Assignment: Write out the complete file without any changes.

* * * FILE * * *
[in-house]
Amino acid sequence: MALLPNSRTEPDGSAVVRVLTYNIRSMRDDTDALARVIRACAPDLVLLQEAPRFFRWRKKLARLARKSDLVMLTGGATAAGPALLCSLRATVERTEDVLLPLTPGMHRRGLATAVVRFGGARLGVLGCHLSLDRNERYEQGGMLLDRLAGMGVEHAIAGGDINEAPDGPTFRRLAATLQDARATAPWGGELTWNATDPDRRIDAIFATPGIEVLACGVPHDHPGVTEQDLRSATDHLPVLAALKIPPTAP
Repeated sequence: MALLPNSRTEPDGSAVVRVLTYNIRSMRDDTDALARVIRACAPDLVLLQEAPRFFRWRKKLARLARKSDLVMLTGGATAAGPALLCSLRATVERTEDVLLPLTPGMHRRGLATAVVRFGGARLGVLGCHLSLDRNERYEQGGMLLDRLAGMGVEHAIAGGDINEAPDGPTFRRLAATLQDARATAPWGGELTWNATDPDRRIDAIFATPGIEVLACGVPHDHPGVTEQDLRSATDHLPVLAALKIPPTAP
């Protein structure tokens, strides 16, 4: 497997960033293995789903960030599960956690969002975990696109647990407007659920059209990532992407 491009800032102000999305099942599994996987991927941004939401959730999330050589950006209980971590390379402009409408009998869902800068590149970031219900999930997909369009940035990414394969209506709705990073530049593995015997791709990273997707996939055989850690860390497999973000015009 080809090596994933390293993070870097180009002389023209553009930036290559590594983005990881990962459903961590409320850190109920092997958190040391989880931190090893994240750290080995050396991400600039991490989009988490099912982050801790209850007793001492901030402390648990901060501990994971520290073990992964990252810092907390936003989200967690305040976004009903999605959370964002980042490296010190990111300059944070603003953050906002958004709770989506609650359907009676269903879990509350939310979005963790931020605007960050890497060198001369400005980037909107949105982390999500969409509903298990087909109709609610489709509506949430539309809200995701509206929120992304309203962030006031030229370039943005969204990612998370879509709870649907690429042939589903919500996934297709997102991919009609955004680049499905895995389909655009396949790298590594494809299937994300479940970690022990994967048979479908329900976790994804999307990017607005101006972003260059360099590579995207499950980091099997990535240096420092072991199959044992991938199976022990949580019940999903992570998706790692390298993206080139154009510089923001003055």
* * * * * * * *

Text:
[in-house]
Amino acid sequence: MALLPNSRTEPDGSAVVRVLTYNIRSMRDDTDALARVIRACAPDLVLLQEAPRFFRWRKKLARLARKSDLVMLTGGATAAGPALLCSLRATVERTEDVLLPLTPGMHRRGLATAVVRFGGARLGVLGCHLSLDRNERYEQGGMLLDRLAGMGVEHAIAGGDINEAPDGPTFRRLAATLQDARATAPWGGELTWNATDPDRRIDAIFATPGIEVLACGVPHDHPGVTEQDLRSATDHLPVLAALKIPPTAP
Repeated sequence: MALLPNSRTEPDGSAVVRVLTYNIRSMRDDTDALARVIRACAPDLVLLQEAPRFFRWRKKLARLARKSDLVMLTGGATAAGPALLCSLRATVERTEDVLLPLTPGMHRRGLATAVVRFGGARLGVLGCHLSLDRNERYEQGGMLLDRLAGMGVEHAIAGGDINEAPDGPTFRRLAATLQDARATAPWGGELTWNATDPDRRIDAIFATPGIEVLACGVPHDHPGVTEQDLRSATDHLPVLAALKIPPTAP
């Protein structure tokens, strides 16, 4: 497997960033293995789903960030599960956690969002975990696109647990407007659920059209990532992407 491009800032102000999305099942599994996987991927941004939401959730999330050589950006209980971590390379402009409408009998869902800068590149970031219900999930997909369009940035990414394969209506709705990073530049593995015997791709990273997707996939055989850690860390497999973000015009 080809090596994933390293993070870097180009002389023209553009930036290559590594983005990881990962459903961590409320850190109920092997958190040391989880931190090893994240750290080995050396991400600039991490989009988490099912982050801790209850007793001492901030402390648990901060501990994971520290073990992964990252810092907390936003989200967690305040976004009903999605959370964002980042490296010190990111300059944070603003953050906002958004709770989506609650359907009676269903879990509350939310979005963790931020605007960050890497060198001369400005980037909107949105982390999500969409509903298990087909109709609610489709509506949430539309809200995701509206929120992304309203962030006031030229370039943005969204990612998370879509709870649907690429042939589903919500996934297709997102991919009609955004680049499905895995389909655009396949790298590594494809299937994300479940970690022990994967048979479908329900976790994804999307990017607005101006972003260059360099590579995207499950980091099997990535240096420092072991199959044992991938199976022990949580019940999903992570998706790692390298993206080139154009510089923001003055």